The study evaluated more than 2,000 pediatric patients 5 years of age or younger. Emergency physicians prospectively collected clinical information about children who were suspected of having pneumonia and had a chest x-ray exam (Pediatr Infect Dis J, June 2012, Vol. 31:6, pp. 561-564).
The WHO guidelines were established for use in resource-limited healthcare settings. They rely on identifying simple clinical signs exhibited by a patient.
The children were classified as meeting the WHO definition of pneumonia if they had a cough or difficulty breathing, and if they exhibited age-specific WHO-defined tachypnea, or very rapid breathing, according to lead author Dr. Sarah Wingerter, an emergency physician and instructor in pediatrics at Harvard Medical School.
Among the patient cohort of 2,008 children, 28.5% had tachypnea based on age-specific respiratory rate thresholds. The researchers also evaluated temperature and oxygen saturation as factors to diagnose pneumonia.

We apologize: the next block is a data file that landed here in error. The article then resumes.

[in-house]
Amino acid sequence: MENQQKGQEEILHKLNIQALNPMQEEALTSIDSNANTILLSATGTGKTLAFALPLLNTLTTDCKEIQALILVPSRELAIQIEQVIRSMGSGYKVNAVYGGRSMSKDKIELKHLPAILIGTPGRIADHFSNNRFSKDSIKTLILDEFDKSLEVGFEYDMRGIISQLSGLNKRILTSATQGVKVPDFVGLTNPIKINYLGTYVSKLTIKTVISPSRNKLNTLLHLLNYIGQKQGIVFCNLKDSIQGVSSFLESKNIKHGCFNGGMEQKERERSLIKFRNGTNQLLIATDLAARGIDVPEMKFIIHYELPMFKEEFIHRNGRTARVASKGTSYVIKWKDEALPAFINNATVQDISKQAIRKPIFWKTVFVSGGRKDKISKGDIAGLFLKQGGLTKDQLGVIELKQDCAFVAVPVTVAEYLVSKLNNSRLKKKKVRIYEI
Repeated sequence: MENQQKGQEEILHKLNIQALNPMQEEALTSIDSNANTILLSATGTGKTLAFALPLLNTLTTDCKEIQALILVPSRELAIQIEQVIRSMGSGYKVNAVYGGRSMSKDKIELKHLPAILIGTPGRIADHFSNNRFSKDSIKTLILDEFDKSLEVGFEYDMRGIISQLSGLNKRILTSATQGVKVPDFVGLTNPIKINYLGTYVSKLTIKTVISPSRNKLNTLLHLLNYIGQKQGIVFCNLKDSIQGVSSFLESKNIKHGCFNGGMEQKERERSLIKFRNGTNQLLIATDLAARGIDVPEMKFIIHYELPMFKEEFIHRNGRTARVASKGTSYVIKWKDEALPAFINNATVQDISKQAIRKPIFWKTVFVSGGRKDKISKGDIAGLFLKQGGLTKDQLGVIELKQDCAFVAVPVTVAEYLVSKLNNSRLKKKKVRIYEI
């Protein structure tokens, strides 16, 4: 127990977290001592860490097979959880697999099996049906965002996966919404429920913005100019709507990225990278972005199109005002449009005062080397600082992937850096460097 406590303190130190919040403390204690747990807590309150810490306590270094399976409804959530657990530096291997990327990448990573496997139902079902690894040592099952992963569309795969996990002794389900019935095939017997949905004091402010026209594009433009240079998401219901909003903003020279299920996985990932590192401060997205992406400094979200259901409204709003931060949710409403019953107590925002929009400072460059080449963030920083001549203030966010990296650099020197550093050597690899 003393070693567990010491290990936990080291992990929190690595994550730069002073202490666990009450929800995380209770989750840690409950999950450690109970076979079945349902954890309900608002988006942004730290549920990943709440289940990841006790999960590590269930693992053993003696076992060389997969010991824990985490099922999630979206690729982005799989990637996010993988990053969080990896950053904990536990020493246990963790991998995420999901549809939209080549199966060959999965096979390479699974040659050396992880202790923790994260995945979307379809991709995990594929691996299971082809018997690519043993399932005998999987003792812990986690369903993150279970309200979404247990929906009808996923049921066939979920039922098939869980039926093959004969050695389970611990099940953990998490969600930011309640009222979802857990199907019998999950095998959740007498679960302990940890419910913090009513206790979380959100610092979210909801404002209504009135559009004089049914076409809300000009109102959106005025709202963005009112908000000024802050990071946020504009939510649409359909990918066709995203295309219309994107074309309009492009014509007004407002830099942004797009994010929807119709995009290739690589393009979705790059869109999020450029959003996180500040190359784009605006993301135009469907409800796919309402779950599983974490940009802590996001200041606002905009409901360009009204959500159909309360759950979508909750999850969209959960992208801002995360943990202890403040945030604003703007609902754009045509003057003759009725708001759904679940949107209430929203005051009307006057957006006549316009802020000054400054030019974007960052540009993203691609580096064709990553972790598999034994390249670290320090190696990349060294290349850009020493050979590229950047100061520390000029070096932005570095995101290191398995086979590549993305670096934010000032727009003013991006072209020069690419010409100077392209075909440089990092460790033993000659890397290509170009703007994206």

Chest radiographic findings confirmed that 324 children had pneumonia; however, only 111 patients, or 34.2%, met the WHO guidelines. Compared with respiratory rate, oxygen saturation offered slightly improved test characteristics, the authors reported.
While acknowledging that these guidelines are recommended only for when x-ray equipment may not be available or its use is limited, the authors reconfirmed the effectiveness of chest x-ray in rapidly identifying pneumonia in all children suspected of having the condition.
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